“Nature, thou ever budding one,
Thou formats each for life’s enjoyments,
And, like a mother, all thy children dear,
Blessed with that sweet heritage, — a home!”
—Johann Wolfgang von Goethe, “The Wanderer”
There are sometimes born into this world people of singular goodness. American naturalist William Bartram was one such person. (Kaspar Hauser, I would argue, is another.) I came across Bartram while researching staghorn sumac. From the tree’s crimson seed clusters — or drupes, more accurately — comes the lemony seasoning often used in Mediterranean cuisine. Sumac grows just as readily along the Eastern seaboard, as well, and it was one of the many plants Bartram painstakingly classified. He had a great love for plants and animals, a love which he worked tirelessly to impart to the wider world.
And night wears on; the village murmurs cease;
The earth seems dozing in the lap of peace;
The loiterers stroll home; with fond adieus
The lovers part as lovers fondly use;
And they that in the morning’s laughing eye
Went trooping forth, now tranced in slumber lie,
Or, gone with Mab and all her goblin band,
Partake a picnic in the faery land.
—Thomas Durfee, “The Village Picnic” (1915)
Much of what made life pleasurable is now gone. We must seek out what remains. The study of history and the arts, the cultivation of friendship and love (to the extent that the current situation permits it) — such solaces can keep despair at bay, or at least pass the hours until more normal conditions return. So too can prosaic solitary activities, like collecting wildflowers, swimming in ponds or the sea, and marking the shapes of scudding clouds. “Who do you love best,” Charles Baudelaire’s enigmatic man is asked. “I love the clouds, the clouds that pass, eternally, the marvelous clouds,” he answers. Even small pleasures fortify us against hardship ahead.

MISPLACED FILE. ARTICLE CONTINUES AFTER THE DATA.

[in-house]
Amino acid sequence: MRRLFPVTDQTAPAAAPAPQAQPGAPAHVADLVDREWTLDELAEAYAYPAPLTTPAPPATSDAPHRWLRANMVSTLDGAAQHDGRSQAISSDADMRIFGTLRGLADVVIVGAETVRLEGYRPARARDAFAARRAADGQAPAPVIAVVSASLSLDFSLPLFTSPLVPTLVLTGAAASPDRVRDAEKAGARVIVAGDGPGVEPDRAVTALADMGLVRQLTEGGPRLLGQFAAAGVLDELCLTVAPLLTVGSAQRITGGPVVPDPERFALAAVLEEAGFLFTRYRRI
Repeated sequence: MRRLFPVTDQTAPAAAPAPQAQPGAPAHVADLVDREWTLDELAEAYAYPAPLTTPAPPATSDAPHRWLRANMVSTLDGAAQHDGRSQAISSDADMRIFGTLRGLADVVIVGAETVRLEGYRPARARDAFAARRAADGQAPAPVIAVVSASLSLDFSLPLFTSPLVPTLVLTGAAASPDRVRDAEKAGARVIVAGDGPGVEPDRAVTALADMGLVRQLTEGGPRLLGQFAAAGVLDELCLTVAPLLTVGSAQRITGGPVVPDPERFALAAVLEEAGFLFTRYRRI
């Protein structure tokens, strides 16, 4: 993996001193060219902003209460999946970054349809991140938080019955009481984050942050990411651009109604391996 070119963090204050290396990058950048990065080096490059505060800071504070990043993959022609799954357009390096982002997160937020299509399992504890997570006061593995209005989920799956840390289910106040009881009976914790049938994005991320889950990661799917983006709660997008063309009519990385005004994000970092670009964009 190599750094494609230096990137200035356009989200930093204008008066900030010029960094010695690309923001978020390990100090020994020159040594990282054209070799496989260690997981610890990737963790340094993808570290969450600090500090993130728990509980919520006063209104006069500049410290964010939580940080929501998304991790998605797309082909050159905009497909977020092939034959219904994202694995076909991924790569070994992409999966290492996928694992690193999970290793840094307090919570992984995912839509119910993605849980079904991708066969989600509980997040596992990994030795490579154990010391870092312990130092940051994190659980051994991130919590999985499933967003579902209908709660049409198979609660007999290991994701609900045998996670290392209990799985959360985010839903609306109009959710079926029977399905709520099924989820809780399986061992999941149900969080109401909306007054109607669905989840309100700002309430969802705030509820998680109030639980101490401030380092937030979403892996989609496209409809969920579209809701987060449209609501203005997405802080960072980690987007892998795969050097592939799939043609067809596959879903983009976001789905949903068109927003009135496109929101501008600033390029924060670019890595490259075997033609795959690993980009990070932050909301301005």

On summer weekends I swim in a nearby pond. Its water is as dark as Darjeeling tea, the hue owing to the pond’s bed of decayed leaves and organic matter cast off from the masses of trees and plants ringing its banks. The resulting sludge teems with microbes, insects, and all the other minute creatures that feed the snakes, snapping turtles, and bluegills I see as I do my lonely laps. Plants likewise feast on the nitrogen and phosphorus present, and as they grow, flower, and die, they themselves become part of the ooze. Its this virtuous cycle of rot and rebirth that makes ponds and other bodies of water throngingly alive.